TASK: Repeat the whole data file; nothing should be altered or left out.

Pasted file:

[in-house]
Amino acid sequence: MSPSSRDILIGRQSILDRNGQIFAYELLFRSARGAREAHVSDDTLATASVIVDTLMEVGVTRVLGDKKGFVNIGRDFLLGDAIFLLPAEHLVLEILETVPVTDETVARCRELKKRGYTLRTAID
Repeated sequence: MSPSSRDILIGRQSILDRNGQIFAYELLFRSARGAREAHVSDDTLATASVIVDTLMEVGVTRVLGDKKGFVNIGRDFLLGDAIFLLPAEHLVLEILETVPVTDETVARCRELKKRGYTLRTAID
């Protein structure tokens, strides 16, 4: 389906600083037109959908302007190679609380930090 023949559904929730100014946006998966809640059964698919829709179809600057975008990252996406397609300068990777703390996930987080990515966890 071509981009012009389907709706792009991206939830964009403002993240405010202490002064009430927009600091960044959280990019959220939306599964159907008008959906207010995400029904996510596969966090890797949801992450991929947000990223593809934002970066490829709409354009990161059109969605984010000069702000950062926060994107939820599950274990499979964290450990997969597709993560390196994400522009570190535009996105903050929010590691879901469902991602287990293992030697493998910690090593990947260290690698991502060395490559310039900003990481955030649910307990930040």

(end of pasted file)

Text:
[in-house]
Amino acid sequence: MSPSSRDILIGRQSILDRNGQIFAYELLFRSARGAREAHVSDDTLATASVIVDTLMEVGVTRVLGDKKGFVNIGRDFLLGDAIFLLPAEHLVLEILETVPVTDETVARCRELKKRGYTLRTAID
Repeated sequence: MSPSSRDILIGRQSILDRNGQIFAYELLFRSARGAREAHVSDDTLATASVIVDTLMEVGVTRVLGDKKGFVNIGRDFLLGDAIFLLPAEHLVLEILETVPVTDETVARCRELKKRGYTLRTAID
């Protein structure tokens, strides 16, 4: 389906600083037109959908302007190679609380930090 023949559904929730100014946006998966809640059964698919829709179809600057975008990252996406397609300068990777703390996930987080990515966890 071509981009012009389907709706792009991206939830964009403002993240405010202490002064009430927009600091960044959280990019959220939306599964159907008008959906207010995400029904996510596969966090890797949801992450991929947000990223593809934002970066490829709409354009990161059109969605984010000069702000950062926060994107939820599950274990499979964290450990997969597709993560390196994400522009570190535009996105903050929010590691879901469902991602287990293992030697493998910690090593990947260290690698991502060395490559310039900003990481955030649910307990930040």